It’s fair to say that Seamus O’Hannigan, a TV presenter who has just been given his own political talk show, is a bit of dick. Yes, he’s nicely perky at the autocue: a good couple of notches away from The Day Today. But the ego is… tumescent. Approach him while holding a mobile phone in your hand and, no matter who you are, he’ll assume you want a selfie. His idea of charm – so important for one’s profile – is to shout “Hey, you!” at every colleague he passes, as if he made love to them only the night before. Also, to be heard to denounce the patriarchy whenever he’s in the presence of a woman. But it’s his sheer idiocy that’s more often on display. When his boss tells him the new show will be broadcast not from London but from somewhere beginning with an “I”, his best guess is Islington, where he just happens to have a big, stuccoed house.
In fact, the place is Ireland: Northern Ireland, about which he knows nothing (in spite of his name – long story – he’s deeply English). And yes, within minutes of landing in Belfast, he really is using his fingers to put “the Troubles” in inverted commas. Not that The Lovers, the new comedy-drama in which he appears, is interested in politics. For its writer, the Northern Irish-born playwright David Ireland, Belfast is merely a backdrop for what may be the most preposterous meet-cute ever dreamed up.
Having been attacked by a gang of boys while out filming, Seamus (Johnny Flynn) happens on Janet (Roisin Gallagher), a depressed supermarket worker, just as she’s about to kill herself with a sawn-off shotgun. He clambers over the wall into her yard, she puts down the gun, and they end up spending the night (chastely) together because he’s lost his mobile, and no taxi can be found to take him back to his hotel.
I know. Why didn’t he just call his producer with her phone and demand an emergency extraction? But preposterousness is a weird thing. One note of it in an otherwise plausible scenario, and all is lost. Lay it on with a trowel, however, and you’re into farce, and everything is A-OK – assuming the horseplay is funny, which it mostly is here. Not only has Ireland – the writer, not the country – got the journalistic ego pleasingly bang to rights (“I interviewed the former Archbishop of Canterbury Rowan Williams, and he said it was the best interview he’d ever done because I’m such a good listener,” O’Hannigan tells Janet, cutting her off mid-sentence). His dialogue skims wittily and at some speed through contemporary culture, names high and low splattered about like guano on the Giant’s Causeway (Phillip Schofield, Ken Loach, Stacey Solomon, Jon Snow).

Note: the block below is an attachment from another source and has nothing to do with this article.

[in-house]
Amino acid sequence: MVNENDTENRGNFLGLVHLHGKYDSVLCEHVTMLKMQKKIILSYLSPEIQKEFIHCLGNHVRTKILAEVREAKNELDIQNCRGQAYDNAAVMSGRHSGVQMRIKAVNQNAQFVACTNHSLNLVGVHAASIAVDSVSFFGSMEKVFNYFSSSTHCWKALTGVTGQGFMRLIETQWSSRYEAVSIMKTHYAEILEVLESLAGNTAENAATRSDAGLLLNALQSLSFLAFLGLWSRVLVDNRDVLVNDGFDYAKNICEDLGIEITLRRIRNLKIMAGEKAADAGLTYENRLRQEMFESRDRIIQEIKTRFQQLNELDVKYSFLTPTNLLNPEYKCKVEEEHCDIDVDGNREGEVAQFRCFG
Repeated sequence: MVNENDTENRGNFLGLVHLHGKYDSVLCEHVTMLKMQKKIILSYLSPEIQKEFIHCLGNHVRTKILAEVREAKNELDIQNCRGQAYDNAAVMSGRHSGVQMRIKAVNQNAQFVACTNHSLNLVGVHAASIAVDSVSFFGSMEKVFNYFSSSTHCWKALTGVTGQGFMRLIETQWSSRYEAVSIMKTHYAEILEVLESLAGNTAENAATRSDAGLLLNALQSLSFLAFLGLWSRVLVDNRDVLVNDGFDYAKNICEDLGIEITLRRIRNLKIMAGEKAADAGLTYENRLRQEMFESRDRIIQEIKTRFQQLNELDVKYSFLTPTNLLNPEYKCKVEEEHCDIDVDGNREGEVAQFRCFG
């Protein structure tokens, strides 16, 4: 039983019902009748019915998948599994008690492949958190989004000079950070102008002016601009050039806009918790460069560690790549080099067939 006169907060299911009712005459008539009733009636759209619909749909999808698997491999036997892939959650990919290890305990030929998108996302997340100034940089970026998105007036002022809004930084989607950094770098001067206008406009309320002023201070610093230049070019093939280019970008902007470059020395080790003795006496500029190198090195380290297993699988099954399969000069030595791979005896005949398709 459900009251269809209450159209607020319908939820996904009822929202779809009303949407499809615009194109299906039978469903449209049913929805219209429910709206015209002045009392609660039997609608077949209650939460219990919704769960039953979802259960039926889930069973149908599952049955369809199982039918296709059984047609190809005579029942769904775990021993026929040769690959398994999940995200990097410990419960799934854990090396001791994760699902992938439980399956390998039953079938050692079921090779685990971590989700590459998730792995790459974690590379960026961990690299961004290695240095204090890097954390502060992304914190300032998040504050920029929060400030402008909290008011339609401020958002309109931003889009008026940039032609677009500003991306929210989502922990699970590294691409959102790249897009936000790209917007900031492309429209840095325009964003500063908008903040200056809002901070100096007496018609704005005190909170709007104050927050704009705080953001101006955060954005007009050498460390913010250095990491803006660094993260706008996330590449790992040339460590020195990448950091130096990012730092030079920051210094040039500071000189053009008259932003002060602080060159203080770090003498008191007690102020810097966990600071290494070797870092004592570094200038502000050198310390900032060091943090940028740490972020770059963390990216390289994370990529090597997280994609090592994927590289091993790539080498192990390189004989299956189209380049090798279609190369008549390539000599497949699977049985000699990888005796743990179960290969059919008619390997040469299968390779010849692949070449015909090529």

But there’s something else about this series, and his name is Johnny Flynn. It’s hard to make a character seem at once like an utter arse and quite adorable, but somehow he does it with Seamus, the cocky facade concealing, not male vulnerability (that would be so predictable), but a niceness he long ago put aside in the cause of his ambition. Janet, we already understand, is going to return him to himself, which is why his desire for her is so immediate and so adolescent. In her unimpressed, plain-speaking presence, he remembers who he used to be. He feels sexy again – which is exciting, but also a bit dangerous if you’ve already got a celebrity actress everyone knows about back at home, and your job is to interview the foreign secretary (his concentration is shot).
Gallagher captures the agonising hopefulness Seamus in turn stirs in Janet, though she’s less funny than Alice Eve, who plays Frankie, his Instagram-addicted girlfriend, and the third corner in the triangle. So far, there has been much frantic texting between our wannabe lovers, but no sex: a sign, perhaps, of the sweetness at this show’s heart. If this was real life, it – the sex, I mean – would happen eventually, but it would change nothing, and Janet would soon be back to snapping at her boss, Philip (Conleth Hill, for it is now the law that he’s in everything).
But, almost in spite of myself, I really do like this series, for which reason I hanker after a more sentimental ending: an overall in a dustbin, a plane ticket, sparring partners for life.
14 September, 9pm
This article appears in the 06 Sep 2023 issue of the New Statesman, Crumbling Britain